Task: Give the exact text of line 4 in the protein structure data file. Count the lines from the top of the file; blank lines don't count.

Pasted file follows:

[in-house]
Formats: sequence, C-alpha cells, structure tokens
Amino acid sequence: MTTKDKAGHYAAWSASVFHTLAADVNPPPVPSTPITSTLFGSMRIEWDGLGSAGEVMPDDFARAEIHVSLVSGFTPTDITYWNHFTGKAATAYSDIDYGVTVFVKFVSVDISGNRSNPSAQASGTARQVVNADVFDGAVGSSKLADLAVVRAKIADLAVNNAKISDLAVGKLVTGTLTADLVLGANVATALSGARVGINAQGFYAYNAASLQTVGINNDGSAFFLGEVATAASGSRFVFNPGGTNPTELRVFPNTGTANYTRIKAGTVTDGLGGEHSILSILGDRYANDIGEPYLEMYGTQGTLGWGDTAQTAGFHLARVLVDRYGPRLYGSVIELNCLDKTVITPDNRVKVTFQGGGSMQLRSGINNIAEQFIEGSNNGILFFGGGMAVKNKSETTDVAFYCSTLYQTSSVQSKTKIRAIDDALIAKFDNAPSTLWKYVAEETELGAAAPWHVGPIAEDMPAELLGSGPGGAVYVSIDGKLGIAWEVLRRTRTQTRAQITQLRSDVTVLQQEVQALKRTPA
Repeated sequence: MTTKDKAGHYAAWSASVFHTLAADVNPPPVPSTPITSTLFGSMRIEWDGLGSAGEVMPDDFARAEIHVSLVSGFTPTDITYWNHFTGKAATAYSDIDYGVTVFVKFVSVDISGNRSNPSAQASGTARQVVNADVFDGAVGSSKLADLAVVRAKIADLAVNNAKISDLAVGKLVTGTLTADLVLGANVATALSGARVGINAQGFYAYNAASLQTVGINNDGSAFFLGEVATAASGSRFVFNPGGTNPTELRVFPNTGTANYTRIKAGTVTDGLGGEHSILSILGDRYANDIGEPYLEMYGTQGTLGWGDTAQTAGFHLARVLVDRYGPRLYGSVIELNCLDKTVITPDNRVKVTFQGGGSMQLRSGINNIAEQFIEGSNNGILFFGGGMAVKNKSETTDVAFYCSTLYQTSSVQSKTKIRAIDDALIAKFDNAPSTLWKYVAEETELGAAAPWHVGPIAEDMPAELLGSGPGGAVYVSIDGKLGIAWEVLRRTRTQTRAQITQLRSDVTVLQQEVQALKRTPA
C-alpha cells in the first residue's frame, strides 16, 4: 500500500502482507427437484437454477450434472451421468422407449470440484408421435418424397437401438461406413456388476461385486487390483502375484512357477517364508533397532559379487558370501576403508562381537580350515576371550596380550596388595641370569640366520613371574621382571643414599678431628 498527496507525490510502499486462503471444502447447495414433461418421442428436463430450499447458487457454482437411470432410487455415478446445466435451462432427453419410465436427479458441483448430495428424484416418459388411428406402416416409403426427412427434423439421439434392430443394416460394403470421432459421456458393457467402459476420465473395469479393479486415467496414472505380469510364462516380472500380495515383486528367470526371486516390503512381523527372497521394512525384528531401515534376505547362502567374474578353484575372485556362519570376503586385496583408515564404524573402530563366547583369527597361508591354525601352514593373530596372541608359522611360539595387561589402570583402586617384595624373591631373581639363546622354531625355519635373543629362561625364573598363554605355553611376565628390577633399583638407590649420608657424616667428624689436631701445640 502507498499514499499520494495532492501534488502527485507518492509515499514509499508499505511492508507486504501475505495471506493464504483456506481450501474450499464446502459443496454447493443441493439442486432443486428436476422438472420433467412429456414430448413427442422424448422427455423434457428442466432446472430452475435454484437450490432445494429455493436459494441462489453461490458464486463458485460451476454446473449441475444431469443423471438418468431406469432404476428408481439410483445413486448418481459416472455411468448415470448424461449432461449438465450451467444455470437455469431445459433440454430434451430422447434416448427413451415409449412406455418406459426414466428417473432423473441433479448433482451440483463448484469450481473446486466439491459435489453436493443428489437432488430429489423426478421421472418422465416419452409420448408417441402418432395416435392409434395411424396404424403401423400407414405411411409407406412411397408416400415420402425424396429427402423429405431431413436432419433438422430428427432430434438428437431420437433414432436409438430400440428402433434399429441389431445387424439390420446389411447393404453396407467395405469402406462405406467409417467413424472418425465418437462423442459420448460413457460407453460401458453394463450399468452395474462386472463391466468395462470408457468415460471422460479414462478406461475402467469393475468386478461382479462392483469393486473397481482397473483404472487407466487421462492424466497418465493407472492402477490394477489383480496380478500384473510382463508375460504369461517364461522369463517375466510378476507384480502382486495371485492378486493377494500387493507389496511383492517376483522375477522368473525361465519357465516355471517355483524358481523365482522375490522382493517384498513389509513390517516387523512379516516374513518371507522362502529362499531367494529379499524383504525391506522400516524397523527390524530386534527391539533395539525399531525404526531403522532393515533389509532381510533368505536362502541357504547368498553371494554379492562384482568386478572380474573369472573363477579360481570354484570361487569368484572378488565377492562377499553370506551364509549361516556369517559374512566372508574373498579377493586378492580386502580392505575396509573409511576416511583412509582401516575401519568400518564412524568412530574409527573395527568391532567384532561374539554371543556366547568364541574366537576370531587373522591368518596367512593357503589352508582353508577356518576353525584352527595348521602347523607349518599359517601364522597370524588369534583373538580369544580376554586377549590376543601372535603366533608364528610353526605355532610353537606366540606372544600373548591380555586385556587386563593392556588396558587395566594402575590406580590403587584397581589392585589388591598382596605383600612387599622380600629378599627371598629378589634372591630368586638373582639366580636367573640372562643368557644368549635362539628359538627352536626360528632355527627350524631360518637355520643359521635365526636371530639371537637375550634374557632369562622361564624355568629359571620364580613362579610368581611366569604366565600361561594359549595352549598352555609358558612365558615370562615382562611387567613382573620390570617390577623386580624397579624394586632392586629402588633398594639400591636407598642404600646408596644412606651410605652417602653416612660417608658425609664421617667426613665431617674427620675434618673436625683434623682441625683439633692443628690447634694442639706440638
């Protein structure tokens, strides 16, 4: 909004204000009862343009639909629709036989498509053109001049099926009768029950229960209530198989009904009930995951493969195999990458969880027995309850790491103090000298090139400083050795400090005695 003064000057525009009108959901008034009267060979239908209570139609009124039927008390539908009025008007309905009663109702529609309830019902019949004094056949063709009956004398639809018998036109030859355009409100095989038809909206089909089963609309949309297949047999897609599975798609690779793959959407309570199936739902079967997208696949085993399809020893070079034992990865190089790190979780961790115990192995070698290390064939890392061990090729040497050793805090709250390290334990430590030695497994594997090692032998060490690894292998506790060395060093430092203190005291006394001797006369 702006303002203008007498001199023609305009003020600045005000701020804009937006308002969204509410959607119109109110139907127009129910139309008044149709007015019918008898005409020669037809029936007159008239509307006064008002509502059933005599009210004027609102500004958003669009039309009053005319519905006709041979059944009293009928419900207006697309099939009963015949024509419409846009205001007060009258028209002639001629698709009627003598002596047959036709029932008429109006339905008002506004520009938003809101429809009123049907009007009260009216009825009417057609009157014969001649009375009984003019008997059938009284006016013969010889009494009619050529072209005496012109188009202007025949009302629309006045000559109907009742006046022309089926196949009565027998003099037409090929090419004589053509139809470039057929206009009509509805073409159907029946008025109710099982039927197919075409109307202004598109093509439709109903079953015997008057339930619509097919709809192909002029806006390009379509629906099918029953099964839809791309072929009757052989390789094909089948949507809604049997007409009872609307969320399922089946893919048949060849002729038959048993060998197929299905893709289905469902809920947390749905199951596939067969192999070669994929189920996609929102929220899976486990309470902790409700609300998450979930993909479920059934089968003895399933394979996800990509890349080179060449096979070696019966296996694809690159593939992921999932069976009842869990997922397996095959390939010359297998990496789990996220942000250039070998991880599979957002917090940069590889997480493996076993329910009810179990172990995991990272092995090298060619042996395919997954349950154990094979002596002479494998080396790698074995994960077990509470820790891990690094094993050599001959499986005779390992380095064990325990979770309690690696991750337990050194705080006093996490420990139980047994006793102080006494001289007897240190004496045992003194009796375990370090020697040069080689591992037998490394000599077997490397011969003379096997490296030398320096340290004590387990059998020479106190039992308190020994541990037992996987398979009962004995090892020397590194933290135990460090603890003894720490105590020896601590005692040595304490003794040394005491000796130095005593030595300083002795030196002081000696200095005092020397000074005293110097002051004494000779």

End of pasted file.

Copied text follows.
Repeated sequence: MTTKDKAGHYAAWSASVFHTLAADVNPPPVPSTPITSTLFGSMRIEWDGLGSAGEVMPDDFARAEIHVSLVSGFTPTDITYWNHFTGKAATAYSDIDYGVTVFVKFVSVDISGNRSNPSAQASGTARQVVNADVFDGAVGSSKLADLAVVRAKIADLAVNNAKISDLAVGKLVTGTLTADLVLGANVATALSGARVGINAQGFYAYNAASLQTVGINNDGSAFFLGEVATAASGSRFVFNPGGTNPTELRVFPNTGTANYTRIKAGTVTDGLGGEHSILSILGDRYANDIGEPYLEMYGTQGTLGWGDTAQTAGFHLARVLVDRYGPRLYGSVIELNCLDKTVITPDNRVKVTFQGGGSMQLRSGINNIAEQFIEGSNNGILFFGGGMAVKNKSETTDVAFYCSTLYQTSSVQSKTKIRAIDDALIAKFDNAPSTLWKYVAEETELGAAAPWHVGPIAEDMPAELLGSGPGGAVYVSIDGKLGIAWEVLRRTRTQTRAQITQLRSDVTVLQQEVQALKRTPA